Today, FIRE President Greg Lukianoff sent a letter to First Lady Michelle Obama to thank her for the inspiring message she delivered on Saturday night to nearly 600 graduates at Eastern Kentucky University’s (EKU’s) commencement ceremony, where she urged the graduates to seek out conversation with people who hold differing beliefs and points of view.
Mrs. Obama’s stirring plea came in the heart of her address, when she said, "If you’re a Democrat, spend some time talking to a Republican. And if you’re a Republican, have a chat with a Democrat. Maybe you’ll find some common ground, maybe you won’t."
"If you honestly engage with an open mind and open heart, I guarantee you’ll learn something. And goodness knows we need more of that," the First Lady said. "Because we know what happens when we only talk to people who think like we do. We just get stuck in our ways."
We at FIRE could not agree more. In fact, one of the central themes of FIRE President Greg Lukianoff’s book, Unlearning Liberty: Campus Censorship and the End of American Debate, is that society suffers when people develop the habit of living in a bubble where they only interact with people with whom they agree. Unfortunately, as Greg laments and documents so thoroughly in Unlearning Liberty, that pattern is becoming all too common on America’s college campuses, where speech codes abound that discourage students from interacting with others whom they might offend by disagreeing. This creates a chilling effect resulting from students’ fear of punishment should the offended party complain to campus authorities.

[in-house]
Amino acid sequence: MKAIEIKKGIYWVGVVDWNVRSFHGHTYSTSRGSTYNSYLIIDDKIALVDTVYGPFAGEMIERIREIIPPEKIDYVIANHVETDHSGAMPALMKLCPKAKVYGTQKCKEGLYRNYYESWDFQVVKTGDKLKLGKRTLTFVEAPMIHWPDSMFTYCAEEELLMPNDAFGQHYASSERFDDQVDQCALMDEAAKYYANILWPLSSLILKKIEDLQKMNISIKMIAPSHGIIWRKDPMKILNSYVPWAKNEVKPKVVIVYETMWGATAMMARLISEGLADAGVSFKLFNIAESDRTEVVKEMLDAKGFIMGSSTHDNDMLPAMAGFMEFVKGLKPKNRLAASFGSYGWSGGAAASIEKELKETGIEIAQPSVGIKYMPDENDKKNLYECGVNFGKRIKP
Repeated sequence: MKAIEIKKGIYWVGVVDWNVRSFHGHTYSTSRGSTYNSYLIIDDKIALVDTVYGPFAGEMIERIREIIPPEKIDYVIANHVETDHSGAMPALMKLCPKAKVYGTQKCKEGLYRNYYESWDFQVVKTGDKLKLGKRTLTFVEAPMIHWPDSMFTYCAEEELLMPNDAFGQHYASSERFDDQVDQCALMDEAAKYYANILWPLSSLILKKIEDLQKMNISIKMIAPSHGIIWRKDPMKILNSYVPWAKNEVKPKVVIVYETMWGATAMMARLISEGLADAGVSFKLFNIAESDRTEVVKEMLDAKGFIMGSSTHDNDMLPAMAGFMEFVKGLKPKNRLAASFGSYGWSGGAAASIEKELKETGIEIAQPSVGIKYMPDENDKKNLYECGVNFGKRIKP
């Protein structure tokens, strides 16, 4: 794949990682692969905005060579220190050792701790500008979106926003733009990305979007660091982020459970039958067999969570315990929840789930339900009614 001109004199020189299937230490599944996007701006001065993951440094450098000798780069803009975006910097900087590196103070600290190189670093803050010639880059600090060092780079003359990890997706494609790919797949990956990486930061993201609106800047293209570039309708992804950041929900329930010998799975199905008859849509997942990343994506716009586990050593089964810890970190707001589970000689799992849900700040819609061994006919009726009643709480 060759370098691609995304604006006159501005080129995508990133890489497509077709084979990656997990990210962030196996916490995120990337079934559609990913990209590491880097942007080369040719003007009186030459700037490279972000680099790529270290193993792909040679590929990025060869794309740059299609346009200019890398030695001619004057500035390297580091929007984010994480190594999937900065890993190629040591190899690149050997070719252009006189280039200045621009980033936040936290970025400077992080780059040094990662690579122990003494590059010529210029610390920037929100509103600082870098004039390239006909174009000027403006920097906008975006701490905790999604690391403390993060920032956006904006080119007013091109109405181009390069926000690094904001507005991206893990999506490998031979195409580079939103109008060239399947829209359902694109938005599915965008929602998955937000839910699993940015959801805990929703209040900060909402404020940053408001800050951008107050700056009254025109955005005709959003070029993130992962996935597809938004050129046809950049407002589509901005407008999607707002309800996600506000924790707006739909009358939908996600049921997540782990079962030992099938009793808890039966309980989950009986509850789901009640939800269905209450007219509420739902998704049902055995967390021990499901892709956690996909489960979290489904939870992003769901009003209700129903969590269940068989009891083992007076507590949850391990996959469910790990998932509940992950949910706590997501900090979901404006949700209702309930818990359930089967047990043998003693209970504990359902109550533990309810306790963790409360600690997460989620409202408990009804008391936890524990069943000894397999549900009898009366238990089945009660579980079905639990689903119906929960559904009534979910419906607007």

According to news accounts, the First Lady’s speech was welcomed by thunderous applause and standing ovations at EKU—which, by the way, is FIRE’s latest "green light" school. This message is an important one that EKU graduates—and students and graduates everywhere, for that matter—should take to heart. FIRE appreciates Mrs. Obama’s emphasis on encouraging debate and dialogue, and we thank her for helping us spread this important message.
Schools: Eastern Kentucky University